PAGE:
Malaysia's worsening COVID-19 outbreak sparks alarm
A worsening coronavirus outbreak in Malaysia has sparked alarm and is spilling over into neighboring Thailand, which recently discovered a more infectious variant in its south believed to have come from Malaysia.
Malaysia has experienced a rapid climb in new cases since April that has strained its hospitals and prompted the government to impose a near lockdown until June 7.
But infections have not abated, with a record 7,289 new cases reported Tuesday, pushing the country's tally to 525,889—a five-fold increase since the start of the year. Deaths have spiked to more than 2,300. It is the third worst-hit country in Southeast Asia after Indonesia and the Philippines.
Health director-general Noor Hisham Abdullah warned Tuesday that the country has to "prepare for the worst" amid signs that new cases could spike further.
Senior Minister Ismail Sabri Yaakob expressed concern Tuesday that the number of infected children has grown eight-fold to 64,046 so far this year, from just over 8,000 at the end of last year. Two-thirds are under 12, including 6,290 babies under 18 months old, he said.
The government has shut all schools, prohibited dining in restaurants and banned social activities and inter-state travel, but has resisted calls for a full lockdown because of fears it would cause an economic catastrophe.
Instead, restrictions were tightened Tuesday with more people made to work from home, business operating hours shortened and consumers allowed to shop at malls for only two hours. The capacity and frequency of public transport have also been cut by half, causing longer lines and bigger crowds at bus and train stations.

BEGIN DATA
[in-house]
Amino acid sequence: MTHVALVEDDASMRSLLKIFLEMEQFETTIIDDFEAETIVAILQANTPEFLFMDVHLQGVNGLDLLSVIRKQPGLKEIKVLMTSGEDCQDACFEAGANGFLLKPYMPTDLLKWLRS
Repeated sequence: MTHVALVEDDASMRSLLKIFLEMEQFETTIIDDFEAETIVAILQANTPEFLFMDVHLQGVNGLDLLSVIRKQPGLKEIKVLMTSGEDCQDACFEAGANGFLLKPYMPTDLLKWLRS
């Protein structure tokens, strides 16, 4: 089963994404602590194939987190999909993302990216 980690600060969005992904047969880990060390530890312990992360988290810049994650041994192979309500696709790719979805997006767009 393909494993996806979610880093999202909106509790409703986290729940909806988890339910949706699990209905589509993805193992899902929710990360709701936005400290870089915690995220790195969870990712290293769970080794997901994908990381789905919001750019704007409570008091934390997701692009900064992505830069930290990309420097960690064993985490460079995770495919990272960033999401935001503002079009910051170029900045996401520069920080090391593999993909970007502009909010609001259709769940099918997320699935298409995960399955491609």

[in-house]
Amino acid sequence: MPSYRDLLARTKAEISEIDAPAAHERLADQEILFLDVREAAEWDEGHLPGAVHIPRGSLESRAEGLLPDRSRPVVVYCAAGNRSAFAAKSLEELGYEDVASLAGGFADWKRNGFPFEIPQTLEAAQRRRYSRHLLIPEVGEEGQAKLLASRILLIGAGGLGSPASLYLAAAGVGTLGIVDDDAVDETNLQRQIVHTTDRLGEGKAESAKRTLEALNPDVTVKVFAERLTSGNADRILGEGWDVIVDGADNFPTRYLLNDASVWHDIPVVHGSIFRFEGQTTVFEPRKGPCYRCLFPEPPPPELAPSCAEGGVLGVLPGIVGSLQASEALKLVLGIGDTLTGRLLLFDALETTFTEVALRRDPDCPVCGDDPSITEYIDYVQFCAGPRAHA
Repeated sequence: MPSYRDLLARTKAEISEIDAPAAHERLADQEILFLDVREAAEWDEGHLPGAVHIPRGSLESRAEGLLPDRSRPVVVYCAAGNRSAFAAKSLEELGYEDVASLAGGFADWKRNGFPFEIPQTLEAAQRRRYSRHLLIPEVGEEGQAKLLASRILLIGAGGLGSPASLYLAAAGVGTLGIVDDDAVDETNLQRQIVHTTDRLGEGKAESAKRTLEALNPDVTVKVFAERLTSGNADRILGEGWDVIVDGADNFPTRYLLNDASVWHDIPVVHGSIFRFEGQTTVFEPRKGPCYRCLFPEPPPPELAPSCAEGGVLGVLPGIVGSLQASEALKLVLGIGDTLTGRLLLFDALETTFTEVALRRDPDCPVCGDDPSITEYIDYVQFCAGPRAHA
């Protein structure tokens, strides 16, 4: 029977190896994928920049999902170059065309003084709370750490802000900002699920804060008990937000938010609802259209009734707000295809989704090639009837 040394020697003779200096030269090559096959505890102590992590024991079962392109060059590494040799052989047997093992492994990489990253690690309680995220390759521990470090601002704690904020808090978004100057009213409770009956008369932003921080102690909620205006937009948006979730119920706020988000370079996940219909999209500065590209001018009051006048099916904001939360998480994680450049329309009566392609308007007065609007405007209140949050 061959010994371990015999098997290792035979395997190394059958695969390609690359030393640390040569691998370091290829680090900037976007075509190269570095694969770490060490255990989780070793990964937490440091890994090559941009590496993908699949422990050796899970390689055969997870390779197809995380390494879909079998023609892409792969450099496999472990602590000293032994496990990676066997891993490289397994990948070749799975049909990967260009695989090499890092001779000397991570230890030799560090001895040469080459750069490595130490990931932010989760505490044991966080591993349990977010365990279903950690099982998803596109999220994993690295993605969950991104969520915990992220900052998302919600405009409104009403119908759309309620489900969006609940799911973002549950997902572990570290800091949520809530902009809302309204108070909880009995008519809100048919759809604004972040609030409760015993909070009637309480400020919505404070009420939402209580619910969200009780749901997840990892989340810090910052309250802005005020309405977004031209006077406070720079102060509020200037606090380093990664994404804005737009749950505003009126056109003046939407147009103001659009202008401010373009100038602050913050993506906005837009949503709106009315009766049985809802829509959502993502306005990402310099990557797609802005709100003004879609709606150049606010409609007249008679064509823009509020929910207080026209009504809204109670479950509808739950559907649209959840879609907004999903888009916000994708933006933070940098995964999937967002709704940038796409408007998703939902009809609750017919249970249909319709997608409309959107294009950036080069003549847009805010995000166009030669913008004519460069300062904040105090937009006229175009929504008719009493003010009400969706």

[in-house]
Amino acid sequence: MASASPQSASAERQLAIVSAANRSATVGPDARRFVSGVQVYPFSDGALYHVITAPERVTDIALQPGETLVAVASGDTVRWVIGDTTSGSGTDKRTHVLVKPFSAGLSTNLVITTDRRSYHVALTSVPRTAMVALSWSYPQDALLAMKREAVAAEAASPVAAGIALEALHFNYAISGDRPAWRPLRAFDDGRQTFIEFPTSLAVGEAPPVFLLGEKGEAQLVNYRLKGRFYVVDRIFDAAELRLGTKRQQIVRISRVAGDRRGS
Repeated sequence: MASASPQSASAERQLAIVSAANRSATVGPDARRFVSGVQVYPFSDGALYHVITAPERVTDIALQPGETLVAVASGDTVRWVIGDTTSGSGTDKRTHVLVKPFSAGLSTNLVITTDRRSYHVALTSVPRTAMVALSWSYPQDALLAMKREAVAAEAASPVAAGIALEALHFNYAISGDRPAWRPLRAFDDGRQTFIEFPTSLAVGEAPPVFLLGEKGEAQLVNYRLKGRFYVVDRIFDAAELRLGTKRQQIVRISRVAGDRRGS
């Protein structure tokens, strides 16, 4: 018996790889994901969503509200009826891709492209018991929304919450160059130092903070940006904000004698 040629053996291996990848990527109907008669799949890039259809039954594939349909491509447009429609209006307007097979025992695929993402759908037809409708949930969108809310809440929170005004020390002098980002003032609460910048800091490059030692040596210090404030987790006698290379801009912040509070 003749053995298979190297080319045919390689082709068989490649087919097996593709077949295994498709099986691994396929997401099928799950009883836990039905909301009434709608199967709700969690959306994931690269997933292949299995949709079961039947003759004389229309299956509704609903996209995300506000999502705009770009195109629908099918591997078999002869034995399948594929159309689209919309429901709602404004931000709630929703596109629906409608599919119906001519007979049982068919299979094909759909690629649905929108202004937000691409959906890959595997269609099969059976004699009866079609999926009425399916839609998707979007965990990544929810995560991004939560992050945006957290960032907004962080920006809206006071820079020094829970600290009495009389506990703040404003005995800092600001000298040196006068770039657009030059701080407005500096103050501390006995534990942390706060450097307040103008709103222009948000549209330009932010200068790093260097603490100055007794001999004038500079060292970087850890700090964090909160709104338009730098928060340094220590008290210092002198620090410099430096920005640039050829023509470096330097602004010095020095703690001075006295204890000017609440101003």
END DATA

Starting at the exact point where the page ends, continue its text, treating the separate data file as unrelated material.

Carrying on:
Malaysia aims to vaccine 80% of its population by next year and has ramped up its inoculation program, with nearly 2.5 million of its 33 million people having received at least one dose of vaccine. Still, officials are worried about the rapid spread of the virus, especially clusters involving new variants originating in South Africa and India.
The outbreak has spilled into Thailand, which has locked down several southern villages along the Malaysian border after identifying infections involving the South African variant that is thought to be more contagious. It was believed to have been spread by an infected person who crossed the border from Malaysia.
Thailand has also seen a recent surge, with confirmed cases rising to 135,439, including 832 deaths. It will begin its national vaccination campaign on June 7 and hopes to vaccinate 70% of the estimated 70 million people living in the country by the end of the year. It has administered 2.91 million doses so far, using vaccines from AstraZeneca and China's Sinovac.
Health officials have called on the government to quickly diversify its vaccine procurement. Only four vaccines have so far been authorized for use in Thailand and only two have been administered: AstraZeneca and Sinovac. The AstraZeneca vaccine is to be locally manufactured and play a key role in the inoculation effort.
Critics of Thailand's handling of the crisis say local business interests played a role in delaying and limiting vaccination efforts.
Food and Drugs Administration Secretary-General Paisarn Dankum said the government will consider later this week whether to approve a vaccine made by China's Sinopharm.
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